Michigan Divorce Process

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Steps In The Michigan Divorce Process

Michigan has a fairly unique divorce process; its complexities and subtleties vary with every family’s circumstances, make-up, and priorities. Given that, however, there are some basic steps in the process of getting a divorce in Michigan.

Can You File in Michigan

To file for divorce in Michigan, you must have lived in Michigan for at least 180 days and in your county for at least ten days before you file for your divorce there. There is also a waiting period in Michigan for granting a divorce. With no children, you will wait at least 60 days; with children under 18, the requirement is 180 days.

File a Complaint for Divorce in Michigan

If you are the one who files the request for a divorce (called a “Complaint), you are the Plaintiff. Your spouse is the Defendant. You or your attorney will file the Complaint in the Family Division of the Circuit Court in the county where you live. 

File The Answer to the Complaint 

After being served, the Defendant has 21 or 28 days to file an answer admitting or denying every claim in the Complaint. If the Defendant does not answer the Complaint, the court may grant a default judgment of divorce. However, the Defendant can ask to have that judgment set aside at any time before the case is final. A final court hearing is required, and usually, only the Plaintiff attends. 

Temporary Order in Contested Michigan Divorce 

If the case involves minor children or other complications, the court will issue a Temporary Order that sets out what will happen with the children and finances during the pendency of the divorce. It usually covers custody, debt issues, time with the children, child or spousal support, and possession of the marital home. It often also forbids the parties from hiding or selling assets.

Discovery and Negotiation

At this point in a contested Michigan divorce, the parties and their attorneys will start evaluating the issues to see where the disagreements are and obtain all the important facts. Each side will ask the other questions that must be answered under oath (interrogatories) and to produce documents. Sometimes the lawyers will also involve accountants and appraisers. After all the information is gathered, the parties and their attorneys will set their goals and begin to negotiate. If they reach a settlement, the attorneys will document it for later presentation to the court.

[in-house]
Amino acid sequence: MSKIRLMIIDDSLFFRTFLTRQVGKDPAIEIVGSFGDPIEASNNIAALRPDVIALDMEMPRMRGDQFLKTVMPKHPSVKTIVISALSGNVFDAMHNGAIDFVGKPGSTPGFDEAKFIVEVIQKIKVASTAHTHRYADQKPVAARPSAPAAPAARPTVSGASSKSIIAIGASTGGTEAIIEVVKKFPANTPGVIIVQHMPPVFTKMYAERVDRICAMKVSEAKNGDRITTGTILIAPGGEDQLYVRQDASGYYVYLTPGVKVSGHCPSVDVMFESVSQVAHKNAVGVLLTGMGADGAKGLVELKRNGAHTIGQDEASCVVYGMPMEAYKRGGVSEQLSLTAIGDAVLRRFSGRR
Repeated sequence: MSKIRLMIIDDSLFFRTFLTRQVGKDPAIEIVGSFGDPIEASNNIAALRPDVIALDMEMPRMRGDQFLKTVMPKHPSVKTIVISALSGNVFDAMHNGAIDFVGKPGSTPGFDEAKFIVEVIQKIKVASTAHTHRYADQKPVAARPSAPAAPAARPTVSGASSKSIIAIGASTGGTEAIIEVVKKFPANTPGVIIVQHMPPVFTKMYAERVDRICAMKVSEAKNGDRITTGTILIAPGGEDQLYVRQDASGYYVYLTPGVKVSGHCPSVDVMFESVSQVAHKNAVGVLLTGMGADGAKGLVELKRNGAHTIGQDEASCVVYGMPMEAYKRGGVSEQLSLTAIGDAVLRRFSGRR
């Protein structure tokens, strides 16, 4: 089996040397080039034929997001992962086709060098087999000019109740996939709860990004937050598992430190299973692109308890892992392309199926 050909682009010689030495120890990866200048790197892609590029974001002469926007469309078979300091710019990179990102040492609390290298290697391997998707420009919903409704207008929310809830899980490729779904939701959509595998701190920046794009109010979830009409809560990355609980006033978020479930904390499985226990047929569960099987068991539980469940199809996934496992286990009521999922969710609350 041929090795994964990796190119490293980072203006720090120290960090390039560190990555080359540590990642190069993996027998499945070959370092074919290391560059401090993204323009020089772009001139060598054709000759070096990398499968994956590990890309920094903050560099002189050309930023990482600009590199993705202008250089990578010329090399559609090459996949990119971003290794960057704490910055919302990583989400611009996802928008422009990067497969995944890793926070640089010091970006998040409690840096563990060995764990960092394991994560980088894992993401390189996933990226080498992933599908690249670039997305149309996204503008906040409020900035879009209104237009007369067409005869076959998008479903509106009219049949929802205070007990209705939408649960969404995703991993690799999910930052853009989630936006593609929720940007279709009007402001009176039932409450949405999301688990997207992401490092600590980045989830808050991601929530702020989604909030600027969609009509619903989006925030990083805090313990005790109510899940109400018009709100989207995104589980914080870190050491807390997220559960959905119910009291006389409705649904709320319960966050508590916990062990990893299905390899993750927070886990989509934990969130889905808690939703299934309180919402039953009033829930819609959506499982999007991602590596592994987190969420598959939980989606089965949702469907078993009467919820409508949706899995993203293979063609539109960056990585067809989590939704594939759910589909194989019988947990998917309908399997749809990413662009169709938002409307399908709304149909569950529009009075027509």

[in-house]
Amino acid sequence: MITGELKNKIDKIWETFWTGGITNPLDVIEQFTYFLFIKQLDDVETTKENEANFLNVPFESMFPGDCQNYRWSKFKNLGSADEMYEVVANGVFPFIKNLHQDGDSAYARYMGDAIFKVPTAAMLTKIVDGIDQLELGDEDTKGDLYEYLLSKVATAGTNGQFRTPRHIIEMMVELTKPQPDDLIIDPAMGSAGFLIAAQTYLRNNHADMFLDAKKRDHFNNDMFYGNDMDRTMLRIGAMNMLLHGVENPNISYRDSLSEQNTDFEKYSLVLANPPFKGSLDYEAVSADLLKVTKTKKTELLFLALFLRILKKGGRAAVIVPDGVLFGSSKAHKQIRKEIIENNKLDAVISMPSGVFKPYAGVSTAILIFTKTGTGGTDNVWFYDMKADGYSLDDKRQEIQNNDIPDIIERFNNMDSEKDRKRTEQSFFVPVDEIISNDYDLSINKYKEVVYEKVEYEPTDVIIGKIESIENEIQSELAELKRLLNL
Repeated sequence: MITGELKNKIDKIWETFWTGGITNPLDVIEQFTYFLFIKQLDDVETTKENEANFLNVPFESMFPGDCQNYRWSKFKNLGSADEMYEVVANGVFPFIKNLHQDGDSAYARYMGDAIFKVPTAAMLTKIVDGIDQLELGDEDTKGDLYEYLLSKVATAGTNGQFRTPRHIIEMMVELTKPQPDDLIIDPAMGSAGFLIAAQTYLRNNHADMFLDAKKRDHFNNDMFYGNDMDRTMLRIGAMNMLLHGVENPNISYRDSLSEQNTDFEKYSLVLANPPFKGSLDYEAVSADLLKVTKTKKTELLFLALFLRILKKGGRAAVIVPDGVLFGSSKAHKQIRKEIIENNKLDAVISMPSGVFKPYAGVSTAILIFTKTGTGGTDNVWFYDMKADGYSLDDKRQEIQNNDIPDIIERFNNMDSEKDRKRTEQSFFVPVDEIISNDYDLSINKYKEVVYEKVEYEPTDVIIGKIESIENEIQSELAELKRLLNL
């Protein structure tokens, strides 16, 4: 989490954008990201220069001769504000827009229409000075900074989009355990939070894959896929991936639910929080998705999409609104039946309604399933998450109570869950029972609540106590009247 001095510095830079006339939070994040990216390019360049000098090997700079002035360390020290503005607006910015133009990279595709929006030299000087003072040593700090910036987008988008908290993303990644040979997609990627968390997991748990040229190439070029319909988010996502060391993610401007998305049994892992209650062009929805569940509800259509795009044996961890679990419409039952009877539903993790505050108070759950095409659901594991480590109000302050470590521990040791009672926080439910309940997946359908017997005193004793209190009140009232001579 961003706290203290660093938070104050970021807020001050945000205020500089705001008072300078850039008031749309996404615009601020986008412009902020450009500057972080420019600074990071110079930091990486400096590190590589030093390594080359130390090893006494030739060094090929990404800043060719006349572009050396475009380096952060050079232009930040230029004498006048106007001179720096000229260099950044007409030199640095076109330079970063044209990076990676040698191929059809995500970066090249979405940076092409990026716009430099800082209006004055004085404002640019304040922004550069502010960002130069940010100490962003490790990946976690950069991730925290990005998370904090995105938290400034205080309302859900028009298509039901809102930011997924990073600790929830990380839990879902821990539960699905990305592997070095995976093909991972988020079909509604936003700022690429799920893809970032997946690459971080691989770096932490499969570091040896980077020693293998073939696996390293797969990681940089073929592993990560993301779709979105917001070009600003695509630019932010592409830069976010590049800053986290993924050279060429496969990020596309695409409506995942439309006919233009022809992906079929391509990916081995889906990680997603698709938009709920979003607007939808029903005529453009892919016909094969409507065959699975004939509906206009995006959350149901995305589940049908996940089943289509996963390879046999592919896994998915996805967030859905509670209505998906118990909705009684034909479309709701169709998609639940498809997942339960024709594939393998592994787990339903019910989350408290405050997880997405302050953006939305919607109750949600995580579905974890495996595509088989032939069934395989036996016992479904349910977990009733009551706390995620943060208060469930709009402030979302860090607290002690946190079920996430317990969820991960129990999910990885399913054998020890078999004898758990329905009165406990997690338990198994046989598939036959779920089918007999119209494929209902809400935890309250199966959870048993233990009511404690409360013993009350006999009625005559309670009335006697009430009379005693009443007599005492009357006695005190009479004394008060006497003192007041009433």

Mediation in Michigan Divorce

Most Michigan divorces must include mediation – unless domestic violence was involved. Mediation is a non-binding process to facilitate settlement, and the parties share the costs.

Court Appearances and Settlement Conference in Michigan Divorces

Usually, the attorneys attend the hearings and conferences. Both the Plaintiff and Defendant, however, must attend the formal settlement conference. This conference will narrow the outstanding issues and put the terms on the record if an agreement is reached. At that point, the parties can no longer change their minds about the issues on the record. This record is not, however, a final divorce decree. 

Final Judgment of Divorce in Michigan

The document called the Judgment of Divorce is the finding binding decree granting the divorce. It will include custody, visitation, support, property issues, and any other issues considered in the settlement conference. The child and, if available, spousal support payment sections will be in a separate order. 

Contact a Michigan Divorce Attorney Today

Get a free initial consultation on your divorce case today.  Let one of our experienced and knowledgeable attorneys help you through one of the hardest times of your life. 

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